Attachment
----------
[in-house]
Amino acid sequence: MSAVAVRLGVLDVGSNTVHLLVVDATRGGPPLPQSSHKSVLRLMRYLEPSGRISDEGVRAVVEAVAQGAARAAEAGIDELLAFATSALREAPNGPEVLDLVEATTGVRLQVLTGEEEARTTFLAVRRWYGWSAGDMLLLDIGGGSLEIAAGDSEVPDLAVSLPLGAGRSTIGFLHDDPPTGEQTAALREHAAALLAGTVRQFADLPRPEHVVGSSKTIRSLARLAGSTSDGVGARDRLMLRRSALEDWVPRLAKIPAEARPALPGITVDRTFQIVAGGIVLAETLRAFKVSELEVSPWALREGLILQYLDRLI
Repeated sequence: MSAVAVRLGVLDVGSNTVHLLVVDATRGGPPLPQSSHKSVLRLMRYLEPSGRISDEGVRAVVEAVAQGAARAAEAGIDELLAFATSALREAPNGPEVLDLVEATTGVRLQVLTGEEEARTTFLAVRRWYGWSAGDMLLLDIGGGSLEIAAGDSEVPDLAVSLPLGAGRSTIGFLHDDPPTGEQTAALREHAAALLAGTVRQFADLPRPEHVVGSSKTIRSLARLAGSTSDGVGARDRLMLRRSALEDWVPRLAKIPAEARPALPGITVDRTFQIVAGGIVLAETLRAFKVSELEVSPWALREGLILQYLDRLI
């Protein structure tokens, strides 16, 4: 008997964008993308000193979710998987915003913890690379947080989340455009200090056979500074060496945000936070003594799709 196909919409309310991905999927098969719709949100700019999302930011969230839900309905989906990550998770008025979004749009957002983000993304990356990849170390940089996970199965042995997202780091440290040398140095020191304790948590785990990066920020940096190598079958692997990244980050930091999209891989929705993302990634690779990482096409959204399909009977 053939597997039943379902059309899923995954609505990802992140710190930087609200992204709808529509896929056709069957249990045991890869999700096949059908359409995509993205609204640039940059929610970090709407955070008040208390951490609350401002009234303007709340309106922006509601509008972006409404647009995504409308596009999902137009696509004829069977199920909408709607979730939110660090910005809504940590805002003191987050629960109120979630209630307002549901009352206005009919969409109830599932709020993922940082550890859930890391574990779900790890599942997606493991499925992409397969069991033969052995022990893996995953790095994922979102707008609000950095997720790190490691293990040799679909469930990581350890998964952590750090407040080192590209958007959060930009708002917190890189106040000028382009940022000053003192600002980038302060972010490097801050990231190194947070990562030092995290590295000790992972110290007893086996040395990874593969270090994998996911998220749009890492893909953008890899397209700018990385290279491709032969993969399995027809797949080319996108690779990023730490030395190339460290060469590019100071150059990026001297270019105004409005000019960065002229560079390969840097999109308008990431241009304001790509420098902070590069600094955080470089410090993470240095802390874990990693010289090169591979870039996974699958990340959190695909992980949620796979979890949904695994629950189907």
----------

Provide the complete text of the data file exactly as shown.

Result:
[in-house]
Amino acid sequence: MSAVAVRLGVLDVGSNTVHLLVVDATRGGPPLPQSSHKSVLRLMRYLEPSGRISDEGVRAVVEAVAQGAARAAEAGIDELLAFATSALREAPNGPEVLDLVEATTGVRLQVLTGEEEARTTFLAVRRWYGWSAGDMLLLDIGGGSLEIAAGDSEVPDLAVSLPLGAGRSTIGFLHDDPPTGEQTAALREHAAALLAGTVRQFADLPRPEHVVGSSKTIRSLARLAGSTSDGVGARDRLMLRRSALEDWVPRLAKIPAEARPALPGITVDRTFQIVAGGIVLAETLRAFKVSELEVSPWALREGLILQYLDRLI
Repeated sequence: MSAVAVRLGVLDVGSNTVHLLVVDATRGGPPLPQSSHKSVLRLMRYLEPSGRISDEGVRAVVEAVAQGAARAAEAGIDELLAFATSALREAPNGPEVLDLVEATTGVRLQVLTGEEEARTTFLAVRRWYGWSAGDMLLLDIGGGSLEIAAGDSEVPDLAVSLPLGAGRSTIGFLHDDPPTGEQTAALREHAAALLAGTVRQFADLPRPEHVVGSSKTIRSLARLAGSTSDGVGARDRLMLRRSALEDWVPRLAKIPAEARPALPGITVDRTFQIVAGGIVLAETLRAFKVSELEVSPWALREGLILQYLDRLI
């Protein structure tokens, strides 16, 4: 008997964008993308000193979710998987915003913890690379947080989340455009200090056979500074060496945000936070003594799709 196909919409309310991905999927098969719709949100700019999302930011969230839900309905989906990550998770008025979004749009957002983000993304990356990849170390940089996970199965042995997202780091440290040398140095020191304790948590785990990066920020940096190598079958692997990244980050930091999209891989929705993302990634690779990482096409959204399909009977 053939597997039943379902059309899923995954609505990802992140710190930087609200992204709808529509896929056709069957249990045991890869999700096949059908359409995509993205609204640039940059929610970090709407955070008040208390951490609350401002009234303007709340309106922006509601509008972006409404647009995504409308596009999902137009696509004829069977199920909408709607979730939110660090910005809504940590805002003191987050629960109120979630209630307002549901009352206005009919969409109830599932709020993922940082550890859930890391574990779900790890599942997606493991499925992409397969069991033969052995022990893996995953790095994922979102707008609000950095997720790190490691293990040799679909469930990581350890998964952590750090407040080192590209958007959060930009708002917190890189106040000028382009940022000053003192600002980038302060972010490097801050990231190194947070990562030092995290590295000790992972110290007893086996040395990874593969270090994998996911998220749009890492893909953008890899397209700018990385290279491709032969993969399995027809797949080319996108690779990023730490030395190339460290060469590019100071150059990026001297270019105004409005000019960065002229560079390969840097999109308008990431241009304001790509420098902070590069600094955080470089410090993470240095802390874990990693010289090169591979870039996974699958990340959190695909992980949620796979979890949904695994629950189907």